Sinusitis occurs as a result of inflamed mucus membranes, and is especially prevalent in spring due to many people’s sensitivity to pollen and other outdoor allergens. While physicians are quick to prescribe antibiotics and powerful antihistamines to treat sinus infections, there are many natural ways to choose from to reduce inflammation and quickly break up congestion of the airways, as well as to soothe the headaches, fever, pain and fatigue associated with this condition.
Many naturopaths and holistic practitioners recommend thyme to combat sinus problems. Thyme is a powerful herb hailing from the Mediterranean region and dating back to the 11th century. Today, it grows all over the United States and flourishes in hot and sunny climates. While it has a wide array of uses, as it has properties that cleanse all organs of the body, thyme is especially effective in tackling sinus problems. According to Phyllis A. Balch, author of Prescription for Herbal Healing, “thyme’s essential oil stimulates cilia to push congested mucus outward and encourages expectoration of phlegm.”
One traditional home remedy for clearing sinuses and respiratory passages is a tea made from equal parts thyme and plantain. Steep the thyme and plantain together, and then add juice from half of a lemon. Sweeten with stevia leaf or coconut crystals if desired, and sip throughout the day. A simple thyme infusion on its own can also work wonders. One word of caution: thyme is very potent, so it is wise to consult a naturopath before use, especially if you suffer from other health issues.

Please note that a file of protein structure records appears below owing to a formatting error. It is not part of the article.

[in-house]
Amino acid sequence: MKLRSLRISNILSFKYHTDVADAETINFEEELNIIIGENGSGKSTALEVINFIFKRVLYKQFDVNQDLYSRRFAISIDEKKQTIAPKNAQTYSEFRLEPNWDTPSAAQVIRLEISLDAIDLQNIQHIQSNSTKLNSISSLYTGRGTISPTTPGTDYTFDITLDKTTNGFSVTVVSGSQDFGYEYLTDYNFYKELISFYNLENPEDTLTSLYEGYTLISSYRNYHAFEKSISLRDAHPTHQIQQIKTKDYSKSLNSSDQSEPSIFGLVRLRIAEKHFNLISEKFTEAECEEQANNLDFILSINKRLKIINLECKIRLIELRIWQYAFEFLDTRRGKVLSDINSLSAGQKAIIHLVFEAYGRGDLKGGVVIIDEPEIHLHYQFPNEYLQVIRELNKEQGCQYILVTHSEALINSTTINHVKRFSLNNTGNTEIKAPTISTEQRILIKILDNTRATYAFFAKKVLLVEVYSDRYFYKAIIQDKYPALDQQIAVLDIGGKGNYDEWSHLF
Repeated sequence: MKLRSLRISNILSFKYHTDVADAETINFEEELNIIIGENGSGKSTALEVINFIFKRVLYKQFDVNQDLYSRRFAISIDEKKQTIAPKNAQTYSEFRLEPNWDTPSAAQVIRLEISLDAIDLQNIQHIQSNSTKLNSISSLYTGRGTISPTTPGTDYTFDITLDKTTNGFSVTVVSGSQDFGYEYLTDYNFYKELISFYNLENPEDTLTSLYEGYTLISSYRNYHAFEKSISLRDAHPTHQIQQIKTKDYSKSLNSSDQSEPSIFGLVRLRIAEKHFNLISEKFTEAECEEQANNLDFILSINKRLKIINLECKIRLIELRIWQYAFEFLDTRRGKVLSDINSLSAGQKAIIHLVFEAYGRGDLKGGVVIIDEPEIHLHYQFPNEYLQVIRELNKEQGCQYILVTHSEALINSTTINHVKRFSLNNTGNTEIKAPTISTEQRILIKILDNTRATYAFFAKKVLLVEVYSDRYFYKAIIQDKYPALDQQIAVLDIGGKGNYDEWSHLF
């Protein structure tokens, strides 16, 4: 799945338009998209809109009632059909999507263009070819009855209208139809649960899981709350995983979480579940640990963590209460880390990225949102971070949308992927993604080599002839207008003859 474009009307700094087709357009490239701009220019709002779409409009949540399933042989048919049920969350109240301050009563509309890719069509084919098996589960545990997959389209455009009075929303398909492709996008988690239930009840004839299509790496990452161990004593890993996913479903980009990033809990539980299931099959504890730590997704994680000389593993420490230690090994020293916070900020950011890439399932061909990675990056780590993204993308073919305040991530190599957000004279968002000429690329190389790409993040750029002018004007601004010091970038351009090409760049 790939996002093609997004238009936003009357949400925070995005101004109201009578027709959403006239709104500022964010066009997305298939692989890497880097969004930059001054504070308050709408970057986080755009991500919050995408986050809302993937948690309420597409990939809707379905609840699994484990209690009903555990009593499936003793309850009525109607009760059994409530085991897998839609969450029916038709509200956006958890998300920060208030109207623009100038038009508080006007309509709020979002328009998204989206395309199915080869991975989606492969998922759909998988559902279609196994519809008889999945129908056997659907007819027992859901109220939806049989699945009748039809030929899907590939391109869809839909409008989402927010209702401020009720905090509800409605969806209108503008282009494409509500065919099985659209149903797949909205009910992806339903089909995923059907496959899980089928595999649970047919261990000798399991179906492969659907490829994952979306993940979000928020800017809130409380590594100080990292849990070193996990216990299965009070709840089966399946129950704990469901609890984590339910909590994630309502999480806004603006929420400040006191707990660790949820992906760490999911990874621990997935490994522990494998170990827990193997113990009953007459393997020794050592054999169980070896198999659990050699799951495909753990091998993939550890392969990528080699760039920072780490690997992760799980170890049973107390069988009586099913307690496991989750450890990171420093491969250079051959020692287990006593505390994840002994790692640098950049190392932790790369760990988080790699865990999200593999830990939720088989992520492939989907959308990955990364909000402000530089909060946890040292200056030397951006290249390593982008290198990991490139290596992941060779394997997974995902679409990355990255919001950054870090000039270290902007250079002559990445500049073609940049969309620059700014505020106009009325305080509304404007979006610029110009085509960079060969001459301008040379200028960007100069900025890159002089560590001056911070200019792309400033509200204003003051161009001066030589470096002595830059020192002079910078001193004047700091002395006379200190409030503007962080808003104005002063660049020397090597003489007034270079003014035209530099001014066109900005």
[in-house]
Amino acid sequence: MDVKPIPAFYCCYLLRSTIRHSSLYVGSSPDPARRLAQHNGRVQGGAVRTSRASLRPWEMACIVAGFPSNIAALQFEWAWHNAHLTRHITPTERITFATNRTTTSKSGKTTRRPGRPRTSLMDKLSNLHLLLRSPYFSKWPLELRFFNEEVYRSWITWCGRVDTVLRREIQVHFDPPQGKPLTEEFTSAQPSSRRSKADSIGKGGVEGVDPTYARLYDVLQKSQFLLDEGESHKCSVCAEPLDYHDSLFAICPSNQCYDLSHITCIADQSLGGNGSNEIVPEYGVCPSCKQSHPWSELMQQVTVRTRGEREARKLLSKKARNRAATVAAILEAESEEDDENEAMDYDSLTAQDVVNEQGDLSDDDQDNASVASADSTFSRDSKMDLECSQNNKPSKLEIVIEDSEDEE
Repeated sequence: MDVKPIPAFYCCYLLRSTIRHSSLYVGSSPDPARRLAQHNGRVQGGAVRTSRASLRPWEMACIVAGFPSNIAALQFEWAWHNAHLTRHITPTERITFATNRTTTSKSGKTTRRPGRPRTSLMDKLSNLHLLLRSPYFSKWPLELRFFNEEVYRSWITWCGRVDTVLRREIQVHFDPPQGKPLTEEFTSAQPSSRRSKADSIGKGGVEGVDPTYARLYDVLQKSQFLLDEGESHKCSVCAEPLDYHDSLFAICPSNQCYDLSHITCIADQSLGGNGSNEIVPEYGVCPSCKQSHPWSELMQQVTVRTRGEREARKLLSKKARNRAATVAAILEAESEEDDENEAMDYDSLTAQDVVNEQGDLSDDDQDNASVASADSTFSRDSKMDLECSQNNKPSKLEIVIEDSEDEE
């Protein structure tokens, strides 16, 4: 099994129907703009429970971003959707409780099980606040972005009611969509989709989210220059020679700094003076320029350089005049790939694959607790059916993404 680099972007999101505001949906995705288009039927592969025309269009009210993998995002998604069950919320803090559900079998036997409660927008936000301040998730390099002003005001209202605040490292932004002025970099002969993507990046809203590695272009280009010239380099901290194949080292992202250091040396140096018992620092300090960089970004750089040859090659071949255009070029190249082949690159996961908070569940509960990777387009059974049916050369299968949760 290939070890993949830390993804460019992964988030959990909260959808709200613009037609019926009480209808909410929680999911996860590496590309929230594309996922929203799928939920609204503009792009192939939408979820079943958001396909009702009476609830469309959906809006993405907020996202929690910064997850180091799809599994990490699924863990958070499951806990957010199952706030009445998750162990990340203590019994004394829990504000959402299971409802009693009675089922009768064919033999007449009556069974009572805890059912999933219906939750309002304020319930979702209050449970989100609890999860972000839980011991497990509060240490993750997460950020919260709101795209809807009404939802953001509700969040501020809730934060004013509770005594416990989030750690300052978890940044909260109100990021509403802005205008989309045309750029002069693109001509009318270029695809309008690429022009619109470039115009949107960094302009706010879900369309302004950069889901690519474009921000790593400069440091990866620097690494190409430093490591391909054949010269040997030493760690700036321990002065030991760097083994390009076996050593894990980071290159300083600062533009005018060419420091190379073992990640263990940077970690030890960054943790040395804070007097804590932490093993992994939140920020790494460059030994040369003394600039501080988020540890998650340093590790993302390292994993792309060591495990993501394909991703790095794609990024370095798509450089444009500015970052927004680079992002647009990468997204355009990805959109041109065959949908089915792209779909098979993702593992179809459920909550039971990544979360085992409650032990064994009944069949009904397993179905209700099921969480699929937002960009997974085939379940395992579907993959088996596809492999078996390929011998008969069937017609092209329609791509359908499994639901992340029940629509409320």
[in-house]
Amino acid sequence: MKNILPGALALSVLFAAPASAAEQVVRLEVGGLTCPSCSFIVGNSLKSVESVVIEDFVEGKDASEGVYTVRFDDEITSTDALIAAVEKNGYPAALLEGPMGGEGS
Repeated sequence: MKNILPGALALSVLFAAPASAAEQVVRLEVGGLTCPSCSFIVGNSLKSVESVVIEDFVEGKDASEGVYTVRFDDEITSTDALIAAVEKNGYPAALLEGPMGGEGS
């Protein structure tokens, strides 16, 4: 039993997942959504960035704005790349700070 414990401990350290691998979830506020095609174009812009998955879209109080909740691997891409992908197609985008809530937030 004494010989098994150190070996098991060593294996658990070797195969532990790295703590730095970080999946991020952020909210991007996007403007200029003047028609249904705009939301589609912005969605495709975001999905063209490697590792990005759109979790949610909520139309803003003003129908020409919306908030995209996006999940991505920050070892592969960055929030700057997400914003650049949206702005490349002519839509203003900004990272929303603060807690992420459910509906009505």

Eating certain foods can also ease sinus pain and pressure, thanks to a bioflavonoid compound called quercetin. Quercetin is found in high concentrations in onions, apples, grapes, green tea and red wine. This compound gives support to the immune system and promotes healthy histamine levels, especially if combined with vitamin C or bromelain, an enzyme found in pineapple.
For a relaxing way to break up sinus congestion, try a massage with essential oils of peppermint, tea tree, lavender, eucalyptus or oregano. Make sure to mix these oils with a base oil, as some can be harsh to the skin when applied directly. Apply the mixture to the temples, neck, spine, and bottoms of your feet. Two or more oils can be mixed together for combined effects. You may also wish to try adding a couple of drops of essential oil to your pillow to soothe your sinuses through the night, or to your shower floor before a hot shower to let the vapors work through your respiratory system. Steam inhalation using essential oils is another excellent way to break up mucus.
If you find yourself experiencing chronic, unexplained sinus pressure that does not alleviate no matter what you try, you may consider replacing your pillow. Many allergens build up inside of pillows over time, and as they press directly against your face all night every night, old, musty pillows are common causes of sinus suffering. Breathe easy!
-The Alternative Daily